First duty: verse 10
Calling the people to taqwa (God-wariness)
First reason: verses 36-37
The inability of the idols to harm the Prophet (s)
First issue: verses 53-54
Do not lose hope in God's mercy
First issue: verse 67
The world losing its order by the will of God
First reason: verses 3-4
God does not have any partners or children
Second duty: verses 11-12
Proclaiming God's command to be monotheists
Second reason: verses 38-41
The powerlessness of the idols before God
Second issue: verses 55-59
Follow the Qur'an so that you do not regret in the hereafter
Second issue: verse 68
Death and coming to life of all beings by God's command
Second reason: verse 5
The creation and regulation of the world belongs to God
Third duty: verses 13-16
Warning against the punishment of polytheists in the hereafter
Third reason: verse 42
The life and death of mankind is in God's hands
Third issue: verses 60-61
Disgracefulness of the polytheists in the hereafter
Third issue: verses 69-70
Reckoning the deeds of all people by God's command
Third reason: verse 6
The creation of human beings and the direction of their affairs belongs to God
Fourth duty: verses 17-20
Mentioning the reward of monotheists in the hereafter
Fourth reason: verses 43-45
The true helper and intercessor is God
Fourth issue: verses 62-63
Polytheism, the source of harm
Fourth issue: verses 71-72
Sending the disbelievers to hell by God's command
Fourth reason: verse 7
Monotheism is to the benefit of people
Fifth duty: verses 21-23
Reminding the wise of the signs of God's unicity
Fifth reason: verses 46-48
The punishment in the hereafter is under God's control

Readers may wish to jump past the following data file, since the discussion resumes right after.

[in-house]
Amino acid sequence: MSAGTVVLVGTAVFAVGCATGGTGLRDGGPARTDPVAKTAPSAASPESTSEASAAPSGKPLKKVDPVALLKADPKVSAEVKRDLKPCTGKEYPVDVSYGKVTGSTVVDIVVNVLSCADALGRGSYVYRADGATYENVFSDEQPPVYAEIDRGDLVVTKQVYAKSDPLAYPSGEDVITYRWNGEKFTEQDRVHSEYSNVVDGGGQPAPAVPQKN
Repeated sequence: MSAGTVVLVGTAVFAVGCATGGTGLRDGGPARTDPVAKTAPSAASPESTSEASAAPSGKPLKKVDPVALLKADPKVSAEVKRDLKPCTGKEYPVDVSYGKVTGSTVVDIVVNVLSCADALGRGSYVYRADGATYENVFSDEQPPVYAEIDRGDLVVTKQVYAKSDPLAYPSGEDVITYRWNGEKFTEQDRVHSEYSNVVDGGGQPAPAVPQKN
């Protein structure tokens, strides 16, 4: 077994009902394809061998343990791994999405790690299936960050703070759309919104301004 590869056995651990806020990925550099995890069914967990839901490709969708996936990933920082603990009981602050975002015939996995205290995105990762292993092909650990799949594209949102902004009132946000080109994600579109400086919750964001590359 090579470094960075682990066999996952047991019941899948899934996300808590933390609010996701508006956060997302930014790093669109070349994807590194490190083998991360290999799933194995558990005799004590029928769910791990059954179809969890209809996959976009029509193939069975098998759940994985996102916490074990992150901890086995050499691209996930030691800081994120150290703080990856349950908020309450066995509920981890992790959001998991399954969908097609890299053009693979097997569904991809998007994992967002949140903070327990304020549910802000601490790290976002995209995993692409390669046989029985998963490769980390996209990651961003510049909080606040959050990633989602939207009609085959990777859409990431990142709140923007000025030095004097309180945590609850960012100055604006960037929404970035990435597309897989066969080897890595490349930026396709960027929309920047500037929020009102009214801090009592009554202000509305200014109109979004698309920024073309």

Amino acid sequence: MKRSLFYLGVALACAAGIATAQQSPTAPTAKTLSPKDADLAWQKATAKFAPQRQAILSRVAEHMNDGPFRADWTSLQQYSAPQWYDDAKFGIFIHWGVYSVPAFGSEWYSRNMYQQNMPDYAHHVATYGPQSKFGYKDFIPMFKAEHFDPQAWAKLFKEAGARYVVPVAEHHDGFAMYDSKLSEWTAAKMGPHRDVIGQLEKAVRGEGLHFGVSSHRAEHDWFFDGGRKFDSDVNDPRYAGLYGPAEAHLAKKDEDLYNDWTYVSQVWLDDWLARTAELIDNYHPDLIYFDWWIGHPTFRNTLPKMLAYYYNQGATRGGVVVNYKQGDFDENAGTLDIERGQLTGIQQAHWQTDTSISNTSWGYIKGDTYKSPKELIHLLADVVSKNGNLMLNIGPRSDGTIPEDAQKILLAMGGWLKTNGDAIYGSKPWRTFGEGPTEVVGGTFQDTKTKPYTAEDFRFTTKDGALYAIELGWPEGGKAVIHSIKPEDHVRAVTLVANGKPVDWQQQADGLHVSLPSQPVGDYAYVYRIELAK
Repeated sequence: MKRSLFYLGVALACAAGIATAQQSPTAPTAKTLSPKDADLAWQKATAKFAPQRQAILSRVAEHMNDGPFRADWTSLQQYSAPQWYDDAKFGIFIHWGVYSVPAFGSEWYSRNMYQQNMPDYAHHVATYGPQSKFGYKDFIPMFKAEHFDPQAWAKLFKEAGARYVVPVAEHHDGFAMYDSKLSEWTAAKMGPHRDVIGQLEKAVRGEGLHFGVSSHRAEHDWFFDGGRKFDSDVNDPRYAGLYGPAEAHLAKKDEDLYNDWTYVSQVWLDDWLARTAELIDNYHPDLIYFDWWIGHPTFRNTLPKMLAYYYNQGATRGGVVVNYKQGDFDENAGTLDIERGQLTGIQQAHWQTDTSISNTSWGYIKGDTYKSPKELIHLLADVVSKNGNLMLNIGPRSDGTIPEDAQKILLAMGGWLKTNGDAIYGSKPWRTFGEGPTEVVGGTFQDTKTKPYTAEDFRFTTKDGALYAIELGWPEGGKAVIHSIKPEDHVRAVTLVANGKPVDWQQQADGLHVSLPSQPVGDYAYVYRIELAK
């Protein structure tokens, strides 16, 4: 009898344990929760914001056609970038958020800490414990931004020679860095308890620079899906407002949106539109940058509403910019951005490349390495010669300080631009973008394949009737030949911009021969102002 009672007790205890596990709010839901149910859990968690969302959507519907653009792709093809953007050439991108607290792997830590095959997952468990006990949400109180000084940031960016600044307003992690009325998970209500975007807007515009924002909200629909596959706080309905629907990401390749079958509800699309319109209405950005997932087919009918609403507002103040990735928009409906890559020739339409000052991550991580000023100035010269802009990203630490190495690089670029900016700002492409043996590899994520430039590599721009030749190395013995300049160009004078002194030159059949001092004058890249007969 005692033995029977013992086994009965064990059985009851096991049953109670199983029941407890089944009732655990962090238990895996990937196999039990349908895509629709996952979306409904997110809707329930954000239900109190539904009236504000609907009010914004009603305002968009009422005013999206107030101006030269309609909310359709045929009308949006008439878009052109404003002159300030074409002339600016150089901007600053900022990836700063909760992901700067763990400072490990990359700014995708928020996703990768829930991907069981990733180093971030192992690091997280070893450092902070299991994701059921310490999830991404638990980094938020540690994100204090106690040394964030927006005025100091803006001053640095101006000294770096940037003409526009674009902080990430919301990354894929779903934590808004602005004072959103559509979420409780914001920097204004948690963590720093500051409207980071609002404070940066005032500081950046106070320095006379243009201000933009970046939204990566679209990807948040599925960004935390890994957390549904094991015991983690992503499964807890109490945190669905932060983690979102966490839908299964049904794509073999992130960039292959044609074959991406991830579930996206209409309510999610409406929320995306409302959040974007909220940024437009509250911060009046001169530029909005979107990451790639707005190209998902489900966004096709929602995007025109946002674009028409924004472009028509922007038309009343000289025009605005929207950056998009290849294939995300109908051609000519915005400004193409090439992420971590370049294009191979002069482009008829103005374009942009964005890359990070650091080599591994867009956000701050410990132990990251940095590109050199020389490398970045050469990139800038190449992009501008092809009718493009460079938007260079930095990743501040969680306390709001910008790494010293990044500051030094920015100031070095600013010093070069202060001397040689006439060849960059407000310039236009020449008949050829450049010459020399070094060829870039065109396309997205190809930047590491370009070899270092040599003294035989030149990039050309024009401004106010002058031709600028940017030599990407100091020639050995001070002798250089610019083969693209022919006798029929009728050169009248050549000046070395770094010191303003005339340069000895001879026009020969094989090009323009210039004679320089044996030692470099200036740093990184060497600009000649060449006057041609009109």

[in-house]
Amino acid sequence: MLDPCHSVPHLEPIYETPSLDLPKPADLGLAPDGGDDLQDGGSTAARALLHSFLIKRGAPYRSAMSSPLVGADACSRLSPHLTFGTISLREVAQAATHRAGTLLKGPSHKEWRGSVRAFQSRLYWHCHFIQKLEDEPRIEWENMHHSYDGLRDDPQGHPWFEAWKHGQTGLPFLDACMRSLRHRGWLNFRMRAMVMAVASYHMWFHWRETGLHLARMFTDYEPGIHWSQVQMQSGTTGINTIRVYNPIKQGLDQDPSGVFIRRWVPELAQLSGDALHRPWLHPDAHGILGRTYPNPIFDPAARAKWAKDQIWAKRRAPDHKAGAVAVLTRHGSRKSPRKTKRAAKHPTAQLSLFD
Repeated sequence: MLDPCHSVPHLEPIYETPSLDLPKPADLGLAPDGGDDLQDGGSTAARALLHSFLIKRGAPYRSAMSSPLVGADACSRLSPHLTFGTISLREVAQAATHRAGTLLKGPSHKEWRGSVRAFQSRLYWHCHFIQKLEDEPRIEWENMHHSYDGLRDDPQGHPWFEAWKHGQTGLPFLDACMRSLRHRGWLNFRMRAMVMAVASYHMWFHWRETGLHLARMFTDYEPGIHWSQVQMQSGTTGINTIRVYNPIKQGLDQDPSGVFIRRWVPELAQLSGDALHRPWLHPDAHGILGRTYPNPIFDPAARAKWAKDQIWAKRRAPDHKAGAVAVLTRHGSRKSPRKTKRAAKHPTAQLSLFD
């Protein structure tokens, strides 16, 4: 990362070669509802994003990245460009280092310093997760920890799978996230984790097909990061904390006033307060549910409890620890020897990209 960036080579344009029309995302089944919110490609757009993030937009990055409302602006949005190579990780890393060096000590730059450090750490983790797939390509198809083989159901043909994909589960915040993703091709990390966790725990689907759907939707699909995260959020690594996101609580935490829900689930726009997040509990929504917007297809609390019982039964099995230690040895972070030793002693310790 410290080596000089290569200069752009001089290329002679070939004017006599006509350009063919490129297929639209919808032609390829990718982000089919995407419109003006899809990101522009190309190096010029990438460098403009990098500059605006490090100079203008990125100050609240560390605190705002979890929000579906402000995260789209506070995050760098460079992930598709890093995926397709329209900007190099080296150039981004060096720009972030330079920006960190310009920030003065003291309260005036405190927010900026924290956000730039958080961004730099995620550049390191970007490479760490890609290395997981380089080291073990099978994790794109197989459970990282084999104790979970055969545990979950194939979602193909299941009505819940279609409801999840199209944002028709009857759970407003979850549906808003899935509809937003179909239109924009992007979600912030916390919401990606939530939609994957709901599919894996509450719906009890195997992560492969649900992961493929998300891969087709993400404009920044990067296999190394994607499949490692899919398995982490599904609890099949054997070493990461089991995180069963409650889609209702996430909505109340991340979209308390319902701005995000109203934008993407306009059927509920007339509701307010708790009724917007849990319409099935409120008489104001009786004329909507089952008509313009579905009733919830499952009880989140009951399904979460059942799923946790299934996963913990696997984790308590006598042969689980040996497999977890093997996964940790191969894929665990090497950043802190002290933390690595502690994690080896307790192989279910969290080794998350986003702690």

Fifth issue: verses 64-66
Polytheism, the cause of the fruitlessness of deeds
Fifth issue: verses 73-74
Sending the believers to Paradise by God's command
Fifth reason: verse 8
Polytheism is a sign of ungratefulness
Sixth duty: verses 24-35
Warning the polytheists about their punishment in the hereafter
Sixth reason: verses 49-52
All the blessings come from God
Sixth issue: verse 75
Angels obeying God on the Day of Judgment
Sixth reason: verse 9
Worshiping God is a sign of wisdom

Occasions of the Revelation of Some Verses

Verses 17 and 18

The revelation of the verses seventeen and eighteen is said to have been related to Zayd b. Amr, Abu Dhar al-Ghifari, and Salman al-Farsi, who used to say, la ilaha illa Allah" (There is no god but Allah) constantly in the Age of Ignorance.[7]

Verse 22

The first part of verse twenty two is said to have been revealed referring to Hamza and Imam Ali (a), who readily embraced Islam, and the second part of the verse ("So woe to those whose hearts have been hardened to the remembrance of Allah..") reportedly refers to Abu Lahab and his children who refused Islam due to their hard-heartedness.[8]

Verse 53

Several referents have been reported for the word "My servants" in this verse:

  • Wahshi, who killed Hamza, the Prophet's (s) uncle in the battle of Uhud.[9]
  • A youth who used to steal burial shrouds and, on one occasion, committed adultery with a corpse.[10]
  • The Meccans who used to worship idols and commit other sins.[11]

Well-Known Verses

Verse 7

This verse illustrates God's justice, based on which no one will bear another person's burden of sins.[12]

Verse 6

The "threefold darkness" in this verse is said to refer to the darkness of the belly, womb, and amniotic sac. Some commentators, however, believe that it refers to the amniotic sac alone, which consists of three thick layers. This verse is considered one of the verses that show the miraculous nature of the Qur'an in scientific aspects.[13]